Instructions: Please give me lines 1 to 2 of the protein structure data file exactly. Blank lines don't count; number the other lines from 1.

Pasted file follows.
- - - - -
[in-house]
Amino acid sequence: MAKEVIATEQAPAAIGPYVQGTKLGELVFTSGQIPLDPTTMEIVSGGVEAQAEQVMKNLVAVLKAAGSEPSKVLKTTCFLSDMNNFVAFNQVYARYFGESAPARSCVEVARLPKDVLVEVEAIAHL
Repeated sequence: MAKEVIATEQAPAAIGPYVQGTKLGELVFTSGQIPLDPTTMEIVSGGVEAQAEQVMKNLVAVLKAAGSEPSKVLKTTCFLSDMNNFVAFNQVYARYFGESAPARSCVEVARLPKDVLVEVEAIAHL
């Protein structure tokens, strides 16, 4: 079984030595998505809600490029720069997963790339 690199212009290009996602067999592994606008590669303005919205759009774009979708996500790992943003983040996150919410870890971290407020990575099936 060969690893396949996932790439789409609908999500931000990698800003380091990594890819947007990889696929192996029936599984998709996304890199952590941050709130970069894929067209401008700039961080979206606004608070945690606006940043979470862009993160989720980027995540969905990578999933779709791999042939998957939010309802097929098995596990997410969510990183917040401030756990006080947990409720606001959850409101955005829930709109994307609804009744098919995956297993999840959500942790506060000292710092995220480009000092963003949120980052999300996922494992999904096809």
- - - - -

[in-house]
Amino acid sequence: MAKEVIATEQAPAAIGPYVQGTKLGELVFTSGQIPLDPTTMEIVSGGVEAQAEQVMKNLVAVLKAAGSEPSKVLKTTCFLSDMNNFVAFNQVYARYFGESAPARSCVEVARLPKDVLVEVEAIAHL